The final group we are going to talk about is my personal favourite family of lemurs, the sifakas (pronounced shif-ahk) and their relatives. These guys are known for their rather classic lemur appearance, but unlike true lemurs, they travel on two-legs when on the ground by hopping somewhat comically. From what I've gathered no extinct species of these cool leapers have been found, but they are closely related to the gigantic sloth lemurs.

So, what exactly caused all of these lemurs to go extinct. Every extinct species I have mentioned was gone from the Earth in the last 2000 years. This is comparatively recently when you think about other large mammal extinctions (eg. the sabretoothed cats) so from the very beginning man kind was thought to have been the cause and it sis very likely over-hunting was the main culprit in their demise. In fact, almost all large animals of Madagascar went extinct almost as soon as man arrived, including elephant birds, giant fossas and dwarf hippos.

So that is all on lemurs for the next little while. Hope you weren't bored to death by all of this but I also hope you learned something. =P Next we'll take a closer look at each extant (living) lemur group.

Oh, and BTW, I think I've decided to make Gordon the Proto-Aye-Aye the mascot of my blog, so you'll probably be seeing lots of him. XD

Sunday, July 4, 2010

An Island Arrival: Lemurs Part I

Over the last couple of days I have been delving into the world of one of the weirdest groups of mammals, the lemurs. Lemurs are usually mistaken for monkeys when people first see them, although I am not exactly sure why since I really only see similarity in their hands and feet, which both have opposable thumbs/toes. I mean, they have long snouts, furry ears and whiskers. They basically look like cats with fingers, especially when you consider some species even purr and meow like a cat. Don't get me wrong though, lemurs are relatives of monkeys and apes, but are a very distinct group from our simian friends.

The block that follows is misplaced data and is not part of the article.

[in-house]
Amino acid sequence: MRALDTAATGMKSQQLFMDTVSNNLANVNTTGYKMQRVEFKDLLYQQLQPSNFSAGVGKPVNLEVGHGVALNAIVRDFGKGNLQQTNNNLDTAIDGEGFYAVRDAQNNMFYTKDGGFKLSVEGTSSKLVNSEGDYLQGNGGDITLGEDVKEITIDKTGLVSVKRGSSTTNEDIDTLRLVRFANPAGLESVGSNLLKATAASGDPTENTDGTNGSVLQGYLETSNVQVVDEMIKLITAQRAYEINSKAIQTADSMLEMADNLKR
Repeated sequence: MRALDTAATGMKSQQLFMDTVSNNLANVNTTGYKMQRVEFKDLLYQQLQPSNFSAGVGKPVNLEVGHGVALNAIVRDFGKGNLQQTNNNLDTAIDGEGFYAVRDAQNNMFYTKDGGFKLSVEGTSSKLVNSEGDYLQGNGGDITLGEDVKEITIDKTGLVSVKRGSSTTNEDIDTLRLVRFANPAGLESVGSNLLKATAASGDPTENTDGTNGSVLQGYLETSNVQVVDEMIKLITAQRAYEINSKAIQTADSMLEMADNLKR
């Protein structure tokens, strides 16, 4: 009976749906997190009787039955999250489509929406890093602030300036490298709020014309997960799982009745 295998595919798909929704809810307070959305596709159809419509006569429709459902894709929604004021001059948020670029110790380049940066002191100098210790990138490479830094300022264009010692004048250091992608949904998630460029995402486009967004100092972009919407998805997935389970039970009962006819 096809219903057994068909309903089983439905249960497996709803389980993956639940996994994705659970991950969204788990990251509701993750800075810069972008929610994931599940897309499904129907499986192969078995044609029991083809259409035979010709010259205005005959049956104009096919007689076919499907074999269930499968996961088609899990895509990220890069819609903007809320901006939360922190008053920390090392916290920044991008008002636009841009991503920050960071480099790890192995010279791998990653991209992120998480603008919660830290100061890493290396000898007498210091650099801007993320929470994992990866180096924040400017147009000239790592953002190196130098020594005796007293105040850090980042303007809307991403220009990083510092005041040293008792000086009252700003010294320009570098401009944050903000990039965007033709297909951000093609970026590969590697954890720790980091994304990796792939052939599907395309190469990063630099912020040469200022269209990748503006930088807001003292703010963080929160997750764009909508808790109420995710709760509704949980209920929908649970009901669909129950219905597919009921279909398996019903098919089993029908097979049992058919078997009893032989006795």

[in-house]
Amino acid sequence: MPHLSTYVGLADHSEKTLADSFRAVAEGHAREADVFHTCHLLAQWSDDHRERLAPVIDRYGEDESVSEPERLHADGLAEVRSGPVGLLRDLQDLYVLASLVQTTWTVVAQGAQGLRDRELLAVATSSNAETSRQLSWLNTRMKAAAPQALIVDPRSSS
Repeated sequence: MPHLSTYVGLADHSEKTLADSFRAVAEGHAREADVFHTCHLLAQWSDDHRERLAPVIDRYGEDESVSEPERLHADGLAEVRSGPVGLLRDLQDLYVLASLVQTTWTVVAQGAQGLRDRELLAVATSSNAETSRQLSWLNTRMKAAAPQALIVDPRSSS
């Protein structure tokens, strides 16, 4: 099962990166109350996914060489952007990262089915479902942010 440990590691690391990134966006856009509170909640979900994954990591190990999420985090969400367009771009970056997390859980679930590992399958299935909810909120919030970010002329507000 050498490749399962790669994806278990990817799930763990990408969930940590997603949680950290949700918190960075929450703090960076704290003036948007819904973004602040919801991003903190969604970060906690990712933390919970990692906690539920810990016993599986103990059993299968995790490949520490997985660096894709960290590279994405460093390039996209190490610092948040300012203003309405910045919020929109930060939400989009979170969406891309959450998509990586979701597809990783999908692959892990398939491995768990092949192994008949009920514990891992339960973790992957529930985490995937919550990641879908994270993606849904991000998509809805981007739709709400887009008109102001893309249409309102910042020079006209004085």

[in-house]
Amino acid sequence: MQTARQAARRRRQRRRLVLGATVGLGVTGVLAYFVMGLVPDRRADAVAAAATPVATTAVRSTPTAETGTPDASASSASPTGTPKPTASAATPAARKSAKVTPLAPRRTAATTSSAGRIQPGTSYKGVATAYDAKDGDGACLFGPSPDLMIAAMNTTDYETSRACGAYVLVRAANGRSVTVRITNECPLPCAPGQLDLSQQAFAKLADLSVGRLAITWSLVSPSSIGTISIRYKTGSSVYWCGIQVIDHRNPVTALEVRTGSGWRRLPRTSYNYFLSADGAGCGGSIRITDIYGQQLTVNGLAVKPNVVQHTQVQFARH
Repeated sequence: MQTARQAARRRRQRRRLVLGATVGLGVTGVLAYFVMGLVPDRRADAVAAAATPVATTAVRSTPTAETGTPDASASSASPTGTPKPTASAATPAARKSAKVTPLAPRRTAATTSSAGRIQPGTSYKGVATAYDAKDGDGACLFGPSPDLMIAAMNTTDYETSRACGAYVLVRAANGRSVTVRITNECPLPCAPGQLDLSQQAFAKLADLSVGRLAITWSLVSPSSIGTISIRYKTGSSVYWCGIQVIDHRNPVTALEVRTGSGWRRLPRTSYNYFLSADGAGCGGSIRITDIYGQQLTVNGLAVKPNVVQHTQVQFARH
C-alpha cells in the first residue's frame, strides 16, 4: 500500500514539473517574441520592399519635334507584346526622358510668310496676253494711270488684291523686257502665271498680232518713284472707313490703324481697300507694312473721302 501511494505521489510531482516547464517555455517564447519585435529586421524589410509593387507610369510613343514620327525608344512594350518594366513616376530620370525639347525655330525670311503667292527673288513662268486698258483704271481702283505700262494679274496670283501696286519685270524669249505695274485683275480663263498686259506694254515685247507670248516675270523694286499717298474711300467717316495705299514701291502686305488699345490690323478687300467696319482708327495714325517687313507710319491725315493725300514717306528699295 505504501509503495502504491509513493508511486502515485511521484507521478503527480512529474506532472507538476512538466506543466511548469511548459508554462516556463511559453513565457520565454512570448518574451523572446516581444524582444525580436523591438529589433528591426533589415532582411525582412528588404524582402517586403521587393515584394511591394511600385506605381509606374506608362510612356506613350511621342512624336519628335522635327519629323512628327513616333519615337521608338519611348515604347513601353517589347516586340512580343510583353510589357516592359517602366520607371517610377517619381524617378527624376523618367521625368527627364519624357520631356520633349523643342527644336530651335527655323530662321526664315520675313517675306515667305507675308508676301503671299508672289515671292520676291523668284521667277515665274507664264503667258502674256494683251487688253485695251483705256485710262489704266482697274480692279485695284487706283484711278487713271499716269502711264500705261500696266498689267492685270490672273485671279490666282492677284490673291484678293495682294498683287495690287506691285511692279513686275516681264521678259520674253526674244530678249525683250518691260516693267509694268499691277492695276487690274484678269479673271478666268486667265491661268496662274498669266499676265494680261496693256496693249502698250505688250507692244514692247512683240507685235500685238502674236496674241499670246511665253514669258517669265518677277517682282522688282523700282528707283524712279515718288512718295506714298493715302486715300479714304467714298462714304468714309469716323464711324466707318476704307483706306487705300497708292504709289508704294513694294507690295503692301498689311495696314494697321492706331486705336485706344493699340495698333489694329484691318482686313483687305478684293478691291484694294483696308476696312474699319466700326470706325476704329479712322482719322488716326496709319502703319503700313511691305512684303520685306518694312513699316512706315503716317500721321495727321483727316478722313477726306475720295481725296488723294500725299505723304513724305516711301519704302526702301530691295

The most important distinction is their wet nose. This is because primates are split in to two groups, the ones with wet noses and the ones with dry noses, and lemurs certainly fall in the wet nose category. A wet nose is very important to them too, because unlike the dry-nosed monkeys who communicate visually, lemurs use smell to give signals to each other...which is another similarity to cats. O_o The other features of lemurs are their interesting grooming devices (sounds kinky for some reason). The lower incisors of lemurs form what is called a toothcomb, which is exactly what it sounds like; a comb made from teeth. It is used to help groom the fur and is only found in lemurs. The other grooming device of lemurs is their claw. Four of the lemur's toes have nails on them, but the second toe has a large claw on it which is officially known as the "toilet-claw". I know, I laughed when I first heard it too. It is called this because when it was first named the term toilet meant "personal grooming", not the...can. Anywho, the toilet-claw is primarily used for raking through the fur, usually in places the lemur cannot reach with its toothcomb. The only lemur without a definitive toilet-claw or tooth comb is the aye-aye, which is not suprising considering how damn weird it was anyway. I mean, look at this thing! I'm going to go into a little detail on aye-ayes just to explain how strange they are. Aye-Ayes are commonly called "primate woodpeckers" because they are adapted to breaking in to tree trunks and extracting yummy beetle grubs. They do this first by tapping on the bark with their creepy, skeleton-like fingers and listening with their big-ass ears to see if their is a hollow spot in the tree. When they find it they use their chisel teeth and rip through the bark then shove their ridiculously long middle finger into the hollowed cavity to extract some nice delicious larvae.
Anywho, seeing as this is supposed to be about prehistoric animals let's move on to the extinct forms of lemurs. Lemurs evolved about 55 million years ago (although some studies suggest about 10 million years earlier) which was right after the dinosaurs went extinct when the world was on the rebound from all of that death and destruction. The fossil record of early lemurs is somewhat crappy, mostly due to rocks of this time are rare in Madagascar (where all lemurs are found today) and Africa (where lemurs originated).
One big problem in lemur prehistory is exactly how they reached Madagascar. The island broke off from Africa about 160 million years ago, which is waaaay before the first lemur appeared on Earth. This means that they sure as heck did not evolve there, especially when you consider the earliest lemur fossils are known from Africa.